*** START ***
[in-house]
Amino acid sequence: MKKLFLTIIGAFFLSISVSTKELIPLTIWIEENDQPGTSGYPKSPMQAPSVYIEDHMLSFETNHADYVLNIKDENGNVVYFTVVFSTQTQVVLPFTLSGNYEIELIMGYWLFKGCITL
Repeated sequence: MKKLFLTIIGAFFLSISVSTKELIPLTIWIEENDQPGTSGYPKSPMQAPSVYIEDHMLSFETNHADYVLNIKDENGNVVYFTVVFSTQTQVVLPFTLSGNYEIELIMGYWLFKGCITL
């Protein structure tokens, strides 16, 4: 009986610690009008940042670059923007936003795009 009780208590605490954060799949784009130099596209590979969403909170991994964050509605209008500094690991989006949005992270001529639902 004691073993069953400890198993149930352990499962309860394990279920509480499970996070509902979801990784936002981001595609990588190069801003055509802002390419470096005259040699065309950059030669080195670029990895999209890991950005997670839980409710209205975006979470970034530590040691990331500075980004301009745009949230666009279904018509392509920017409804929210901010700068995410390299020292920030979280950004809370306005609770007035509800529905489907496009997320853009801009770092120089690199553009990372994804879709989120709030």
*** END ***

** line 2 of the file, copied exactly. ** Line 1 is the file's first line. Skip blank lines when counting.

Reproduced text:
Amino acid sequence: MKKLFLTIIGAFFLSISVSTKELIPLTIWIEENDQPGTSGYPKSPMQAPSVYIEDHMLSFETNHADYVLNIKDENGNVVYFTVVFSTQTQVVLPFTLSGNYEIELIMGYWLFKGCITL